By challenging our own story, and picking it to pieces; it may not all be completely true, and we might have edited it somewhat, over the years.

By asking ourselves if we genuinely were helpless and powerless, and at the mercy of what others, or life, threw at us? Could we have made different choices, responded in a different way… made different decisions? Can we do that right now, from this second onward? And if we see that, yes, we were a victim at some point in the past (for example, as a child I had no control over the way in which my parents behaved, and the actions they took, and I had no control over the dark way in which my ex-husband perceived life, and how he responded to those perceptions) – do we have to remain stuck in that place and time… reliving the experience and keeping it alive?

By accepting personal responsibility for our own choices, and asking ourselves what we believe we are entitled to; we might have intended to spend the rest of our lives with the one we believed loved us, but who then unceremoniously dumped us – but it doesn’t have to define the rest of our life. It hurts like hell, and we have to grieve… but do we really need to become bitter? Bitterness suggests that we are entitled to have things go the way we want them to, and that there is a right way and a wrong way… and that we have been unfairly cheated out of the right way. Life is not always just and fair, and sometimes people can’t or won’t be the way they ideally should be. But today is always built upon yesterday, and tomorrow will always be built upon today. If we make today cleaner and stronger than yesterday, then tomorrow can be something worth waking up to!

By growing a tasty carrot to dangle at the end of our stick – giving ourselves something to look forward to! The past is a still frame of a garden now permanently in the shade, and in which nothing new can possibly grow; the future is fertile ground upon which the sun and rain will pour down, and in which we can plant absolutely anything we want. If we have nothing to move towards, we will probably continue to look over our shoulder.

By becoming consciously aware of our inner and outer dialogue, and quitting the non-productive talk! By monitoring where our thoughts habitually take us, interrupting the old patterns again and again (100 times a day if necessary!), until we have evidence that we have actually reprogrammed our mindset.

By becoming positively proactive, even if we are only taking baby steps: no waiting until we ‘feel better’ to begin; no making excuses; no living on autopilot; no wasting time on negative stuff on the internet; no crumbling the moment the process becomes uncomfortable or doesn’t deliver immediate results!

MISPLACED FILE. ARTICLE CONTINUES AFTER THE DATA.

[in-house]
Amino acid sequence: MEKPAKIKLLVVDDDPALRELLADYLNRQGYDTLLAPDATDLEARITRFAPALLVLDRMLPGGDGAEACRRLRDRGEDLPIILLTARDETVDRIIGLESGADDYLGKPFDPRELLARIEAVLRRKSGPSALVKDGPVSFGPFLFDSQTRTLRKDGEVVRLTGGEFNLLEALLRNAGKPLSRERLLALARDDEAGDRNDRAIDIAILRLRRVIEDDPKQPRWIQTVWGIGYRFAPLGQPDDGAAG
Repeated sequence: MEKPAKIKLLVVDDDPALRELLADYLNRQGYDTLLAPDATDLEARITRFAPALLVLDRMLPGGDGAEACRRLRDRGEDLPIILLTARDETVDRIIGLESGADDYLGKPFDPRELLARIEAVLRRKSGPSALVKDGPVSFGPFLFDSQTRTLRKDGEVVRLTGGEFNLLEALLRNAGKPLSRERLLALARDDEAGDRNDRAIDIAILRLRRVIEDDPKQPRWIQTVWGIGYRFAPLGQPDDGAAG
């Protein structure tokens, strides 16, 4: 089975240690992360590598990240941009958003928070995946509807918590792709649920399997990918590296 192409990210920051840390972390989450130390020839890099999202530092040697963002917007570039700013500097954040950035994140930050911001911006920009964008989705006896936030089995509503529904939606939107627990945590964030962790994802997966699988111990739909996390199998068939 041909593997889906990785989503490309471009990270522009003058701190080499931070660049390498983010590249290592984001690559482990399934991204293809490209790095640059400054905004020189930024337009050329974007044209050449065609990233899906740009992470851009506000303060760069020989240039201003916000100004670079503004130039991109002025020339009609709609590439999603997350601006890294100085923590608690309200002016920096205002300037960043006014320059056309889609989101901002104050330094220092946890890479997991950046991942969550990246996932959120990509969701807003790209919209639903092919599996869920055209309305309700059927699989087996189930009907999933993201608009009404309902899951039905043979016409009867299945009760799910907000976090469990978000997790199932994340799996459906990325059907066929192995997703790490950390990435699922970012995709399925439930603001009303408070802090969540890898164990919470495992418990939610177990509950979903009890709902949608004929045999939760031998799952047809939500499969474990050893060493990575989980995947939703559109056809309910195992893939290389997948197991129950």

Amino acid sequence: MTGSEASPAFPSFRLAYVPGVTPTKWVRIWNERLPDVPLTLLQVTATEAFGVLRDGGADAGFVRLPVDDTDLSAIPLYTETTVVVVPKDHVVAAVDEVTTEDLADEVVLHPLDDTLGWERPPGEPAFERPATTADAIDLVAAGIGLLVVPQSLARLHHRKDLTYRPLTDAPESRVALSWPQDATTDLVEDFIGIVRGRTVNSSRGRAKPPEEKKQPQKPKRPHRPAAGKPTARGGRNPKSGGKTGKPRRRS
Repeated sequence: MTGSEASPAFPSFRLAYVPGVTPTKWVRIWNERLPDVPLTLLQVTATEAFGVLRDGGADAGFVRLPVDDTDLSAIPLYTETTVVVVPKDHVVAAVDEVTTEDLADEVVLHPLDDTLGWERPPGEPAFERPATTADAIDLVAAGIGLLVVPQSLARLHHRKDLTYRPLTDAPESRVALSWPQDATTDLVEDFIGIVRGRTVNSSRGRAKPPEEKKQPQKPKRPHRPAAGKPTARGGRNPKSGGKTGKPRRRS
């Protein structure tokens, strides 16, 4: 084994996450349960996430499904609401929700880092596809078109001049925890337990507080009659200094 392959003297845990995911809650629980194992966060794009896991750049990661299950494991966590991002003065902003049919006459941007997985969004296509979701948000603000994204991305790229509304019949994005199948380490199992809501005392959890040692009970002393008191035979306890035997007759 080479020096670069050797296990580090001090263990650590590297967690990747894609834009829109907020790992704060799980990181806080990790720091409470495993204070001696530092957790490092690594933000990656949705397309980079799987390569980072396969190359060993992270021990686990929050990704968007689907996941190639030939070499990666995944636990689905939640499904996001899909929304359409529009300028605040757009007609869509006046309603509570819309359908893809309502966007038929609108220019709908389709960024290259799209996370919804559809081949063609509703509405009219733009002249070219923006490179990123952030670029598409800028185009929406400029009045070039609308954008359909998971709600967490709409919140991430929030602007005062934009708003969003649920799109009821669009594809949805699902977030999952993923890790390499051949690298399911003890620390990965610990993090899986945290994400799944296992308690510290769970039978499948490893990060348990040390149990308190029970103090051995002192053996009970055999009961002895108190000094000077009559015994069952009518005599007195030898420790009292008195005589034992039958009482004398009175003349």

By remembering that we only have this lifetime once, and asking ourselves if we are really willing to allow it to become a watered down version of a potentially great overall experience?

By recognising that, if we are going to negatively compare our life to other people’s, we have to do it both ways: there are millions who are better off than us, and millions who are far, far worse off than us!

By genuinely lightening up, having fun, learning something new, and having a new experience or two…  which doesn’t have to cost much! And by associating ourselves with positive people who have something productive to say, even if they are on YouTube or suchlike! There is a whole new world to explore out there, emotionally speaking… and to answer the question that is the title of this blog: when you decide to get better! 

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Our favourite songs recall the stories of our life – as they lift and heal our spirit!

My most effective way of getting myself back on track (well, my own personal version of being on track) is to become absorbed – consumed, even – by my favourite songs; today I had a glorious sounds fest, which began with me adding some beloved but forgotten old tracks to my phone music, blasting them through my headphones as I walked with the dog around the woods and along the beach… and I just couldn’t resist singing along, (I did at least attempt to keep it more to a whisper than a shriek). This afternoon I really needed to do a food shop, as we were down to a few fish fingers and half a pack of bacon… so I plugged my headphones in, selected ‘faves’, turned up the volume, and grabbed a trolley. I was aware of other people bustling around, whilst at the same time feeling as if I was in a delicious musical cocoon… there in body, but not in spirit. I admit to ‘shuffling’ a little, in time with the various beats, and even nodding along… but you see, it is now perfectly okay for me to be a bit of a crazy old bat in other people’s eyes… and to be honest, I don’t really care anyway! The drive home was blissful, as I vocally murdered one gorgeous song after another, at the top of my voice – happily completely alone. Because you can only do this stuff when you are on your own, which is maybe at least a part of the attraction: no-one asking you to turn it down, or complaining about your choice of song, or getting in a huff because you aren’t talking to them. I don’t get to indulge in this every day, but when I do, I overdose, leading me to feel gloriously high. I suppose it is pure escapism…

For some reason, I have very recently revisited a love of ELO, and their tracks have rather nicely been scratching a few little itches. I am sharing, at the bottom of this blog, a link to a video of Jeff Lynne performing Evil Woman, live at Wembley… and I absolutely defy you not to feel great, as you expose yourself to the amazing energy of the music, and and to the joy of the mostly middle-aged audience, as they enthusiastically dance and sing along, smiling from ear to ear! You cannot possibly beat it, this amazing relationship that we human beings have with music… it is positively life affirming and healing.